AAHA's finalized referral guidelines reflect few changes

AAHA's finalized referral guidelines reflect few changes

May 01, 2007

DENVER — Following input from dozens of veterinarians nationwide, the American Animal Hospital Association (AAHA) has published the final version of its referral guidelines. However, veterinarians can expect to see minimal changes with this latest version.

The draft version, released earlier this year, was developed as a starting point to elicit industry feedback, according to Link Welborn, DVM, DABVP, chair of the AAHA-accredited referral practice task force. "Our intent all along was to distribute that very widely, to seek broad input and then to revise those guidelines based on that input to create the final product," Welborn says.

The draft's purpose was to ensure that a wide range of stakeholders had the opportunity to participate in developing the guidelines. To solicit feedback, AAHA distributed its draft via the following:

  • VIN homepage
  • All AAHA accredited practices
  • Private-practice specialists
  • Emergency clinicians
  • Teaching hospitals in the United States and Canada
  • Specialty organizations
  • Organized veterinary medicine (American Veterinary Medical Association, American Board of Veterinary Specialties)

In all, the organization's 10-person task force disseminated the guidelines to thousands of veterinarians, who were each given the opportunity to comment. From that number, about 100 "thoughtful" individuals provided feedback, according to Dr. Welborn.

Although the response rate was not high, AAHA officials were pleased that the feedback was "by and large very positive."

What did they find?

"In reality what we found is that, while there was not a significant number of individuals that gave us input, the vast majority who did respond were people that were very supportive of the guidelines. This suggested that it was something that was definitely needed within the profession," Dr. Welborn says.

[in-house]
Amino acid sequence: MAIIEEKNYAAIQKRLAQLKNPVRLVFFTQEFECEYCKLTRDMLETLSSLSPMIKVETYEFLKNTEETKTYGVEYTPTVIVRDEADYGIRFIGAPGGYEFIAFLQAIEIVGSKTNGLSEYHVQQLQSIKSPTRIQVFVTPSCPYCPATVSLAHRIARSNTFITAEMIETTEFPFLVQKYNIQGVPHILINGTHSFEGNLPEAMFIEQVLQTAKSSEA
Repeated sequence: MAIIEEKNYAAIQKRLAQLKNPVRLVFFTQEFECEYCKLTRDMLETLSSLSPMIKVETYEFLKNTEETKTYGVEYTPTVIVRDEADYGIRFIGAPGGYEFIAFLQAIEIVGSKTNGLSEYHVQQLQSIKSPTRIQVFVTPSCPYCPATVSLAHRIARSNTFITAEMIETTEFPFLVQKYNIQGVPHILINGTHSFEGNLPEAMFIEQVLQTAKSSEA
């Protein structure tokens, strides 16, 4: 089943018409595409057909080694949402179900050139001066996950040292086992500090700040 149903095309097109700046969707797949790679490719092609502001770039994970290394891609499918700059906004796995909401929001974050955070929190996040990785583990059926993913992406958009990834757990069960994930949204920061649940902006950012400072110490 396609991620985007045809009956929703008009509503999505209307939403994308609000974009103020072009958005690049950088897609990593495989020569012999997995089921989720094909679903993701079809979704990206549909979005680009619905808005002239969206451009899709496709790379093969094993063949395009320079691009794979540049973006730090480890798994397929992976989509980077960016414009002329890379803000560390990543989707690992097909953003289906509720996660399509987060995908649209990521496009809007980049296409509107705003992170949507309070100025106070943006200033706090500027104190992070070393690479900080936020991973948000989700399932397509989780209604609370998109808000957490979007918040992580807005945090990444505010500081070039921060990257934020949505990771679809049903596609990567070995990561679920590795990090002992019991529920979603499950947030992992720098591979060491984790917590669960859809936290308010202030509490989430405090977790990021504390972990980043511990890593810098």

As for changes, Dr. Welborn says they were "minor. Nothing was a lightning bolt, where we said, 'boy, I can't believe we missed that.' For the most part, there were relatively minor changes. Some people provided input with regard to wordsmithing – how we might clarify what we were attempting to communicate. There wasn't a big sort of 'a-ha' moment where we realized we had missed something that was substantial."

The guidelines, as defined in the preamble of the finalized version, are designed to serve as a "template" that veterinarians across North America can use to bridge the communication gap in the referral relationship, Dr. Welborn notes.

The AAHA referral guidelines are the first for the association and are consistent with guidelines from the American Veterinary Medical Association, according to Dr. Welborn.

"But the AAHA guidelines are much broader in their intent," he says. "That is to say that our guidelines are much more specific and detailed than AVMA's version."

Specifically, the guidelines define the responsibilities of all veterinary parties prior to, during and after the referral. Topics include seeking second opinions, transferring a case, fees, informing the referring/receiving veterinarian of diagnoses and how to handle unresolved cases.

Issuing the guidelines, however, is only the first step.

"The next step is to try to raise awareness about their existence," Dr. Welborn says. "Our hope is that, in effect, veterinarians will actually sit down with their counterpart on the other side of the referral relationship and talk about the guidelines and what they believe would be useful in their individual relationships for the ultimate benefit of clients and patients."

The complete guidelines are online at http://www.aahanet.org/.